who has died of multiple sclerosis aged 51, was the quintessential British
rock musician: a 1960s pioneer, a gifted songwriter and a skilled bassist,
all hidden behind a facade of chirpy insouciance. Critics? Meanings? Art? Do
me a favour!
He was a founder member of the Small Faces,
then the Faces, bands with a combined shelf-life of 10 years but whose
influence has lasted for decades. Just ask Paul Weller. And if you can't
hear echoes of either band in today's rock, then it ain't Britpop.
Lane's career bridged the gap between pop and
rock; his life was mostly ups crossed by one terrible down. In the late
1970s he contracted multiple sclerosis and had to give up the musical life
Lane was born in east London and earned his
nickname "Plonk" for his early attempts at playing guitar before
switching to bass. Summer 1965 found him playing rhythm and blues in East
End pubs with drummer Kenny Jones in a band that had everything bar a
convincing lead guitarist and singer. They found them both in Stevie
It was the era of soul, style and scooters.
"Ronnie drew a picture of a mod in a parka with Small Faces painted on
the back," Marriott later recalled. "We put it outside the gig and
it brought all these mods in."
Life was so much simpler then. In October
1965 they signed to Decca and produced their first single, What Cha Gonna Do
About It. It duly made the Top 20. A month later organist Ian McLagan joined
and they began developing a boisterous stage act which was later honed to
shambolic perfection by the Faces. The Small Faces were the original lads,
and frequently loaded.
More hit singles followed, with Marriott and
Lane gradually taking over the writing and finding even greater success. All
Or Nothing became their first number one, dislodging the Beatles' Eleanor
In 1967, the Small Faces shucked off the
dying embers of the mod movement, embraced hippiedom and entered their most
fertile musical period. First came the heavily-phased Itchycoo Park (a hit
again in 1976, and in 1995 when covered by M People), then the equally
psychedelic Tin Soldier and finally the concept album Ogden's Nut Gone
Flake. Light relief came with the faux-cockney masterpiece Lazy Sunday.
In 1969, Stevie Marriott quit to form Humble
Pie, breaking up one of the great writing partnerships in British pop. They
never tried to change the world but noted its idiosyncrasies with wry humour
and compelling emotion in songs that have lingered in a fond afterglow.
SIX MONTHS later, the remnants of the Small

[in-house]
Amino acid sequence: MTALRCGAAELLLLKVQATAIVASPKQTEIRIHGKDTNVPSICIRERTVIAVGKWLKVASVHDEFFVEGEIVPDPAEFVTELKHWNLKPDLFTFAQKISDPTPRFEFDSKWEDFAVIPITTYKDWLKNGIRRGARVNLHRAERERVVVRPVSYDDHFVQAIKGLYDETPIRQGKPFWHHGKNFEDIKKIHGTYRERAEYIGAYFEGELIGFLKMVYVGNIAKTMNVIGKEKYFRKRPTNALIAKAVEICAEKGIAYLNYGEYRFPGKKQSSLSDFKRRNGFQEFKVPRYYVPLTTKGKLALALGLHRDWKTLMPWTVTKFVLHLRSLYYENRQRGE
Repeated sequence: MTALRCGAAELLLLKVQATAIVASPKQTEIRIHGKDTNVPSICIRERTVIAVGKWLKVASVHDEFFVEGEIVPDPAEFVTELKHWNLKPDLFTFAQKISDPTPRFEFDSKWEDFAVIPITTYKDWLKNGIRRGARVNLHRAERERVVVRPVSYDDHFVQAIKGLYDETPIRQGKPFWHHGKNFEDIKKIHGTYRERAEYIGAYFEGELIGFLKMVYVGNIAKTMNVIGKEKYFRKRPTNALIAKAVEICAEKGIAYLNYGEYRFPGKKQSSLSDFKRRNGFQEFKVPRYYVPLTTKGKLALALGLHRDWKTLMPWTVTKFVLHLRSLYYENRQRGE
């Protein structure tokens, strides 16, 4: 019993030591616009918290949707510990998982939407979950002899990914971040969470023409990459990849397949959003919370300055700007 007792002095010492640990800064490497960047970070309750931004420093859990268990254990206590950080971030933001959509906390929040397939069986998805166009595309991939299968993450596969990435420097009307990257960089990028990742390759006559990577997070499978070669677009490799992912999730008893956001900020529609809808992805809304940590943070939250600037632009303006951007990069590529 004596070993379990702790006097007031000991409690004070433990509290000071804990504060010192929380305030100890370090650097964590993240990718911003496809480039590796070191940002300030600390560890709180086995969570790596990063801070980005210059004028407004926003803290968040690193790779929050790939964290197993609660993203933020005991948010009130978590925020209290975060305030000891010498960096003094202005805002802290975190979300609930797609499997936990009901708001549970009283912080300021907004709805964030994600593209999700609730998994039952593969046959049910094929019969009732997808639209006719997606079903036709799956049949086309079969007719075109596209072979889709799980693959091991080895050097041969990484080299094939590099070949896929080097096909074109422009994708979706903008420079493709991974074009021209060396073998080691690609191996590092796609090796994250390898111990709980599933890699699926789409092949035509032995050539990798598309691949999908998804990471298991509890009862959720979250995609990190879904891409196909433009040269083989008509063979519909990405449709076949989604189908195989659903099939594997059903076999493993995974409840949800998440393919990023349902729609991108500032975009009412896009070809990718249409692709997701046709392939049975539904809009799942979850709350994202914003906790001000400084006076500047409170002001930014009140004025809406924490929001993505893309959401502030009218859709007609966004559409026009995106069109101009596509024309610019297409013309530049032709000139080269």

Faces linked up with a couple of refugees from the Jeff Beck Group,
guitarist Ron Wood and singer Rod Stewart, to become the Faces. Lane
contributed songs - You're So Rude, Ooh La La, Last Orders (get the
picture?) - to the albums but it was onstage that the Faces came alive,
turning gigs into rollicking, rabble-rousing parties. It was spontaneous
fun, rehearsals tending to the perfunctory: "They turned up late, did a
stupid version of Crazy Horses pretending to be the Osmonds, wrote out a set
list and then went off down the pub," an ex-roadie recalled.
By 1973 Lane had tired of rhythm 'n' booze
plus the tensions caused by Stewart's solo success and he quit. "For
me, Lanie was the Faces," a rueful Rod remembered. "Once he left
it took the ass out of it for me."
Lane became a rock 'n' roll gypsy for real,
living in a caravan and debuting his new band, Slim Chance, in a circus
tent. The first single, How Come, went into the Top 20, its follow-up The
Poacher did well and the debut album Anymore For Anymore charted. Two more
fine albums followed before the highly acclaimed Rough Mix with the Who's
Pete Townshend. But his resources and health were draining away. By the end
of the decade, MS was diagnosed and for Ronnie Lane the
music was over.
Almost. In 1983, the cream of British rock -
Eric Clapton, Stevie Winwood, Jeff Beck, Jimmy Page - turned out at the
Royal Albert Hall for a concert in Ronnie's name in aid of MS research. Lane
himself, obviously very ill, was on hand to provide a poignant finale,
singing Goodnight Irene with the superstar cast.
He moved to the US but attempts to pick up
his career were severely hampered by the crippling disease. It was a tragic
fate for a musician who asked for nothing more than the chance to give
everyone a good time. He did, and more often than most.
musician, born April 1, 1946; died June 4, 1997